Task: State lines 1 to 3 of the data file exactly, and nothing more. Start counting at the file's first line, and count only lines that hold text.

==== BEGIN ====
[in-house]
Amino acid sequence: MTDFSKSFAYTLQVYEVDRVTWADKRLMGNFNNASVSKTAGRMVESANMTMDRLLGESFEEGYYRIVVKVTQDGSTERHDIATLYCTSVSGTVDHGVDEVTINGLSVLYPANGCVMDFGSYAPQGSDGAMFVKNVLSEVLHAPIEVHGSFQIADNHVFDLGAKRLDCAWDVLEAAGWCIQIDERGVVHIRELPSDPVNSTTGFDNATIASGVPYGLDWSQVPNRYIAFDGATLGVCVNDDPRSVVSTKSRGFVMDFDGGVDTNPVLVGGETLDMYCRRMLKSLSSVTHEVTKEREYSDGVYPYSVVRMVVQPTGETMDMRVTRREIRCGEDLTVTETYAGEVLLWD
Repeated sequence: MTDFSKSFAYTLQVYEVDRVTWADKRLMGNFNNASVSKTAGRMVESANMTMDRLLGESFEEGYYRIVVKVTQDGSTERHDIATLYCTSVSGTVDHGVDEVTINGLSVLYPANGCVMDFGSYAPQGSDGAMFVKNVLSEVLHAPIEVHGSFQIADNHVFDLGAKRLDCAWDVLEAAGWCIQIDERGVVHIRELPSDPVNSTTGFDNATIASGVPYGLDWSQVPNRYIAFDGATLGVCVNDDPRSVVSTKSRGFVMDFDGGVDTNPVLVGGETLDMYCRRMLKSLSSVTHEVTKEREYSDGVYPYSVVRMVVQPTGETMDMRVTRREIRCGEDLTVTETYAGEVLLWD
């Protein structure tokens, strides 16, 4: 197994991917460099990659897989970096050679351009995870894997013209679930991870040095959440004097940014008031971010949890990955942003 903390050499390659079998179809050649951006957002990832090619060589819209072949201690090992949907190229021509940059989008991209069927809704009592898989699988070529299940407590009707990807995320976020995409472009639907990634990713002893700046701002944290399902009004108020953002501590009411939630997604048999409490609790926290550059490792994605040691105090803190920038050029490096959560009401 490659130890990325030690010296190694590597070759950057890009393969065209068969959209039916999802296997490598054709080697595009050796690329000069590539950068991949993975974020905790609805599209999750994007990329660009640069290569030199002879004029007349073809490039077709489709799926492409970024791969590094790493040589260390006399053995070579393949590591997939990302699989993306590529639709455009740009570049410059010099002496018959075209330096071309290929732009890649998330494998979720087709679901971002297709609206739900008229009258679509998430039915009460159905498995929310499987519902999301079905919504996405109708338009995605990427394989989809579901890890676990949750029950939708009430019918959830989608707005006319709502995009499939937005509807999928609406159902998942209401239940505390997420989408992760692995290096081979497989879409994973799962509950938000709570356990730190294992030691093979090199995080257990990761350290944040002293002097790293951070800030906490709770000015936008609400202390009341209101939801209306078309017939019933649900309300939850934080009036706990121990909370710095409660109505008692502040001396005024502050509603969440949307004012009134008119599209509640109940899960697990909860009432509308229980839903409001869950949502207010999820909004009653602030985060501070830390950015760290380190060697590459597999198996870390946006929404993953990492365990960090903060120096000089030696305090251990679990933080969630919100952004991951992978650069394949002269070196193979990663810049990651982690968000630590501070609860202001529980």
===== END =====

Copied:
[in-house]
Amino acid sequence: MTDFSKSFAYTLQVYEVDRVTWADKRLMGNFNNASVSKTAGRMVESANMTMDRLLGESFEEGYYRIVVKVTQDGSTERHDIATLYCTSVSGTVDHGVDEVTINGLSVLYPANGCVMDFGSYAPQGSDGAMFVKNVLSEVLHAPIEVHGSFQIADNHVFDLGAKRLDCAWDVLEAAGWCIQIDERGVVHIRELPSDPVNSTTGFDNATIASGVPYGLDWSQVPNRYIAFDGATLGVCVNDDPRSVVSTKSRGFVMDFDGGVDTNPVLVGGETLDMYCRRMLKSLSSVTHEVTKEREYSDGVYPYSVVRMVVQPTGETMDMRVTRREIRCGEDLTVTETYAGEVLLWD
Repeated sequence: MTDFSKSFAYTLQVYEVDRVTWADKRLMGNFNNASVSKTAGRMVESANMTMDRLLGESFEEGYYRIVVKVTQDGSTERHDIATLYCTSVSGTVDHGVDEVTINGLSVLYPANGCVMDFGSYAPQGSDGAMFVKNVLSEVLHAPIEVHGSFQIADNHVFDLGAKRLDCAWDVLEAAGWCIQIDERGVVHIRELPSDPVNSTTGFDNATIASGVPYGLDWSQVPNRYIAFDGATLGVCVNDDPRSVVSTKSRGFVMDFDGGVDTNPVLVGGETLDMYCRRMLKSLSSVTHEVTKEREYSDGVYPYSVVRMVVQPTGETMDMRVTRREIRCGEDLTVTETYAGEVLLWD